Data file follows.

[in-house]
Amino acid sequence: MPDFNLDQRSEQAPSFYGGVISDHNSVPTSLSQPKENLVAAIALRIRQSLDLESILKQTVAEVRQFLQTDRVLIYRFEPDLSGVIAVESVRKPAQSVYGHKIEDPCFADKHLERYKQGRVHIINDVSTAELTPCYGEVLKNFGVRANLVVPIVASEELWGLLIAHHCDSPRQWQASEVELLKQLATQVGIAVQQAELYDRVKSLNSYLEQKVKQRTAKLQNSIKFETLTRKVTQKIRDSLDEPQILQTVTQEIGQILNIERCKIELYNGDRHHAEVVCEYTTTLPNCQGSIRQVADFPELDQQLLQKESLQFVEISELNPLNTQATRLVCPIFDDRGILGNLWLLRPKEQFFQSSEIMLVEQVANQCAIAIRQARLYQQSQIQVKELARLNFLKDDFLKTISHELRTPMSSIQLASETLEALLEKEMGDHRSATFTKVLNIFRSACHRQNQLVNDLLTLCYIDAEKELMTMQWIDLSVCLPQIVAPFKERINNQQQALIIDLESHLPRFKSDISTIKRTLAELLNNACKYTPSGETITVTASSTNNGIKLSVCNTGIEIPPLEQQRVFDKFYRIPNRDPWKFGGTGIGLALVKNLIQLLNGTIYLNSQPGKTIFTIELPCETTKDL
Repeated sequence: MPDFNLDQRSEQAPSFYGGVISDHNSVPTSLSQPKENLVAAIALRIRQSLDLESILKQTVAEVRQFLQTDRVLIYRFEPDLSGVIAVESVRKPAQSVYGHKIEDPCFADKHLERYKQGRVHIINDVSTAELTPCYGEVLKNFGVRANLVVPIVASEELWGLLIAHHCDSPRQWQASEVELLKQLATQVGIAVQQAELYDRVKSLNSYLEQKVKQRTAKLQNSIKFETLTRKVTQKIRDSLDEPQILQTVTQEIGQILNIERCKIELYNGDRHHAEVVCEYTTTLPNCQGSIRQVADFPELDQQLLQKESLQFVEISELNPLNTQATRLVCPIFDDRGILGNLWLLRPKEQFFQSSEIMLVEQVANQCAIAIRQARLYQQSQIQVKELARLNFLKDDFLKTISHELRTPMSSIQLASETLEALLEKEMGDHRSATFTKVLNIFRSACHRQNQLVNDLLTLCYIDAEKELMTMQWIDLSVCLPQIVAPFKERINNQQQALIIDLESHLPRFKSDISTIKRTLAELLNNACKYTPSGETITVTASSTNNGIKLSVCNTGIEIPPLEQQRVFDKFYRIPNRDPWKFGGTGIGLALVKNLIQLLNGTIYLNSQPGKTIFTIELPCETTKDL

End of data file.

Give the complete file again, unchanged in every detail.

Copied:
[in-house]
Amino acid sequence: MPDFNLDQRSEQAPSFYGGVISDHNSVPTSLSQPKENLVAAIALRIRQSLDLESILKQTVAEVRQFLQTDRVLIYRFEPDLSGVIAVESVRKPAQSVYGHKIEDPCFADKHLERYKQGRVHIINDVSTAELTPCYGEVLKNFGVRANLVVPIVASEELWGLLIAHHCDSPRQWQASEVELLKQLATQVGIAVQQAELYDRVKSLNSYLEQKVKQRTAKLQNSIKFETLTRKVTQKIRDSLDEPQILQTVTQEIGQILNIERCKIELYNGDRHHAEVVCEYTTTLPNCQGSIRQVADFPELDQQLLQKESLQFVEISELNPLNTQATRLVCPIFDDRGILGNLWLLRPKEQFFQSSEIMLVEQVANQCAIAIRQARLYQQSQIQVKELARLNFLKDDFLKTISHELRTPMSSIQLASETLEALLEKEMGDHRSATFTKVLNIFRSACHRQNQLVNDLLTLCYIDAEKELMTMQWIDLSVCLPQIVAPFKERINNQQQALIIDLESHLPRFKSDISTIKRTLAELLNNACKYTPSGETITVTASSTNNGIKLSVCNTGIEIPPLEQQRVFDKFYRIPNRDPWKFGGTGIGLALVKNLIQLLNGTIYLNSQPGKTIFTIELPCETTKDL
Repeated sequence: MPDFNLDQRSEQAPSFYGGVISDHNSVPTSLSQPKENLVAAIALRIRQSLDLESILKQTVAEVRQFLQTDRVLIYRFEPDLSGVIAVESVRKPAQSVYGHKIEDPCFADKHLERYKQGRVHIINDVSTAELTPCYGEVLKNFGVRANLVVPIVASEELWGLLIAHHCDSPRQWQASEVELLKQLATQVGIAVQQAELYDRVKSLNSYLEQKVKQRTAKLQNSIKFETLTRKVTQKIRDSLDEPQILQTVTQEIGQILNIERCKIELYNGDRHHAEVVCEYTTTLPNCQGSIRQVADFPELDQQLLQKESLQFVEISELNPLNTQATRLVCPIFDDRGILGNLWLLRPKEQFFQSSEIMLVEQVANQCAIAIRQARLYQQSQIQVKELARLNFLKDDFLKTISHELRTPMSSIQLASETLEALLEKEMGDHRSATFTKVLNIFRSACHRQNQLVNDLLTLCYIDAEKELMTMQWIDLSVCLPQIVAPFKERINNQQQALIIDLESHLPRFKSDISTIKRTLAELLNNACKYTPSGETITVTASSTNNGIKLSVCNTGIEIPPLEQQRVFDKFYRIPNRDPWKFGGTGIGLALVKNLIQLLNGTIYLNSQPGKTIFTIELPCETTKDL